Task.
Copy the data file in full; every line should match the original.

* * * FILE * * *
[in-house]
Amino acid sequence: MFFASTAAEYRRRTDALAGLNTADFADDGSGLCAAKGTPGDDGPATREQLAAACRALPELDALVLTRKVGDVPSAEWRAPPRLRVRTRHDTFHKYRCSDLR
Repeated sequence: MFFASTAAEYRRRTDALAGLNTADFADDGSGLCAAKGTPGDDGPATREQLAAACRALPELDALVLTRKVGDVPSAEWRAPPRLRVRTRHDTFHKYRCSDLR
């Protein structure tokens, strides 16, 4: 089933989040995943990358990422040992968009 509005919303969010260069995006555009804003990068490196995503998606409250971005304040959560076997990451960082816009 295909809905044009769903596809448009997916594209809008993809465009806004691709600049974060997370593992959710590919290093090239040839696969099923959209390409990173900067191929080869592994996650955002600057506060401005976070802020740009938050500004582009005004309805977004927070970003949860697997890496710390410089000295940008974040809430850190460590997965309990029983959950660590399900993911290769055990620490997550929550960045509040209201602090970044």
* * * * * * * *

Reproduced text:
[in-house]
Amino acid sequence: MFFASTAAEYRRRTDALAGLNTADFADDGSGLCAAKGTPGDDGPATREQLAAACRALPELDALVLTRKVGDVPSAEWRAPPRLRVRTRHDTFHKYRCSDLR
Repeated sequence: MFFASTAAEYRRRTDALAGLNTADFADDGSGLCAAKGTPGDDGPATREQLAAACRALPELDALVLTRKVGDVPSAEWRAPPRLRVRTRHDTFHKYRCSDLR
């Protein structure tokens, strides 16, 4: 089933989040995943990358990422040992968009 509005919303969010260069995006555009804003990068490196995503998606409250971005304040959560076997990451960082816009 295909809905044009769903596809448009997916594209809008993809465009806004691709600049974060997370593992959710590919290093090239040839696969099923959209390409990173900067191929080869592994996650955002600057506060401005976070802020740009938050500004582009005004309805977004927070970003949860697997890496710390410089000295940008974040809430850190460590997965309990029983959950660590399900993911290769055990620490997550929550960045509040209201602090970044």